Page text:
With the European Union Summit scheduled to begin from tomorrow, global markets are looking at cues to improve market sentiment. Although, the expectations from the summit is quite low, in the absence of strong measures from the summit, markets are likely to be concerned, opined Manpreet Gill, Senior Investment Strategist of Standard Chartered Bank.
In an interview with CNBC-TV18, Gill further added that they are currently underweight on Europe but, remain overweight on Chinese and Korean markets. The global risk sentiment, according to him, is now being driven by Europe and global markets are ignoring the developments taking place in places like China. Gill is quite hopeful about China and believes that it could surprise the markets in a positive way.
Citing concerns over the weak rupee, Gill said that the Indian currency is now being driven by global risk appetite.
Below is the edited transcript of the interview on CNBC-TV18. Also watch the accompanying video.
Q: Going into the EU Summit the expectations are already extremely low and this is going to be the 19th EU Summit that we are seeing. If once again the EU Summit disappoints, do you think the markets are going to give up any hope of a concrete policy action from the policymakers and hence the equity markets will remain subdued? Summits can come and go, but we are not going to get anything by way of an action.
A: That's right. I am not sure markets would give up completely, but they would be very, very concerned if we don't get some clear measures to resolve some of the big outstanding issues at this summit. The fact is that peripheral government sovereign debt markets are already showing signs of stress. That's the first place where we will see worsening of the situation, if we don’t see some strong measures from the summit.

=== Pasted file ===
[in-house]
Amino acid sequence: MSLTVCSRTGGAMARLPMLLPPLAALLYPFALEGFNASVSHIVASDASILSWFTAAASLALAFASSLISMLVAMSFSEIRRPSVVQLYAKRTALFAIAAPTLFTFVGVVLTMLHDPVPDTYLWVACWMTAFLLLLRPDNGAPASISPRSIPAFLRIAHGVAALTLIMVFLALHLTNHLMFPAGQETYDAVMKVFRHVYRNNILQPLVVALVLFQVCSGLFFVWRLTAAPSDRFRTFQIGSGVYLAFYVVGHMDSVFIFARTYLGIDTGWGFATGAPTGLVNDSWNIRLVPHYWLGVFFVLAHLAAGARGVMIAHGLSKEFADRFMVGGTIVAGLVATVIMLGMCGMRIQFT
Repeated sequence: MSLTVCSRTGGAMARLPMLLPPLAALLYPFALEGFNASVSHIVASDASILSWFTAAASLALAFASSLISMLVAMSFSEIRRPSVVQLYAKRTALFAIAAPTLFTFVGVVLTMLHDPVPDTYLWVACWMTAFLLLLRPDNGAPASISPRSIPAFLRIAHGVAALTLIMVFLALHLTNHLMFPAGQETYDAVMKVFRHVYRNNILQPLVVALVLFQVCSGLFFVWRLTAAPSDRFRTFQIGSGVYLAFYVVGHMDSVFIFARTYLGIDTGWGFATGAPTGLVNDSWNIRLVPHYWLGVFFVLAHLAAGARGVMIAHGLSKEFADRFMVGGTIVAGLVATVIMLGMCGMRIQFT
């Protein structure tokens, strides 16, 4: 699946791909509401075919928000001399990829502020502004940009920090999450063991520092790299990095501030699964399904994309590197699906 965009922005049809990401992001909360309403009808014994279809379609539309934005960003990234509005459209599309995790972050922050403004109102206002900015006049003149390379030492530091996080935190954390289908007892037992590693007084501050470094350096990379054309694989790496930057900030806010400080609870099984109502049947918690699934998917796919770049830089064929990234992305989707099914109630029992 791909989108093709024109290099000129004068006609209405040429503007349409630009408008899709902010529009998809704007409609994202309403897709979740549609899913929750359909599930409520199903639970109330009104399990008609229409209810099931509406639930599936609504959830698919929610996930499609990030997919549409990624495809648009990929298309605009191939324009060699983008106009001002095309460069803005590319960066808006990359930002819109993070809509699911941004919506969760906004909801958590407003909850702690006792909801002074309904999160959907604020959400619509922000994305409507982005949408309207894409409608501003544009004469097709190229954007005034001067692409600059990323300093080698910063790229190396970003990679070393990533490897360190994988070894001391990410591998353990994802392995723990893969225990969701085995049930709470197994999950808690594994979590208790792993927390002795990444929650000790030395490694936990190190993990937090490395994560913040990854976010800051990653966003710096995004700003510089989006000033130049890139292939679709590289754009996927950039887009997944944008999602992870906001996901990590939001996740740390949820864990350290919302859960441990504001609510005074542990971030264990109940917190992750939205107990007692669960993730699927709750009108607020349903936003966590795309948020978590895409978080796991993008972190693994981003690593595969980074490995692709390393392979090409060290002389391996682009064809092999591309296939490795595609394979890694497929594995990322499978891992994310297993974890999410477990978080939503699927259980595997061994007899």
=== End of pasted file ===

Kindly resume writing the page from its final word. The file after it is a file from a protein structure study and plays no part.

I think market expectations are low. But, there is still room for further disappointment from this point onwards. Markets are clearly sending a signal that they are concerned. They are looking for some strong measures from policymakers and if they are not forthcoming, it is possible that we may see a period of volatility starting within European peripheral debt markets and maybe extending further within the region.
But, we do believe an end event like that maybe required to push policymakers in Europe to take the stronger measures that haven't been forthcoming in a big way so far.
Q: Are there chances that there could be a strong bout of risk aversion after the summit? Clearly, these are difficult to solve questions. You don't see Germany agreeing to the joint bond in one summit. Is there a chance that we are going to see some deep cuts?
A: It really depends on the asset class. Like you said earlier, there is a lot of bad news already in the price. Expectations are very, very low. But clearly if we see a disappointment, the room for weaknesses is likely to be concentrated on peripheral Europe debt markets, European equities where we are underweight and possibly some other sort of high-beta risky assets.
But if you look at asset classes like global corporate credit, which have remained remarkably well supported throughout periods of risk aversion, we think those will be less adversely affected. That's why we believe those are sort of better places to ride out the risk of any sort of bout of risk aversion.
Q: What about Asian equities and maybe even BRICS equities and currencies? Now we are getting a little confused where to put India, in Asian equities or BRICS countries. They have seen some very severe cuts and the kind of cut we saw in the Real, Ruble, Rand, will that now peter out or do you think there will be more punishment as well in the Asian countries' equities? Is there any scope for buy now?
A: We really look at most of these countries from an Asia Ex-Japan region basis to begin with. I think the important distinction to make here is that while some of these markets have been very beaten down, whether that’s on the equity market or the currency, the fact is that many of these markets are high-beta markets.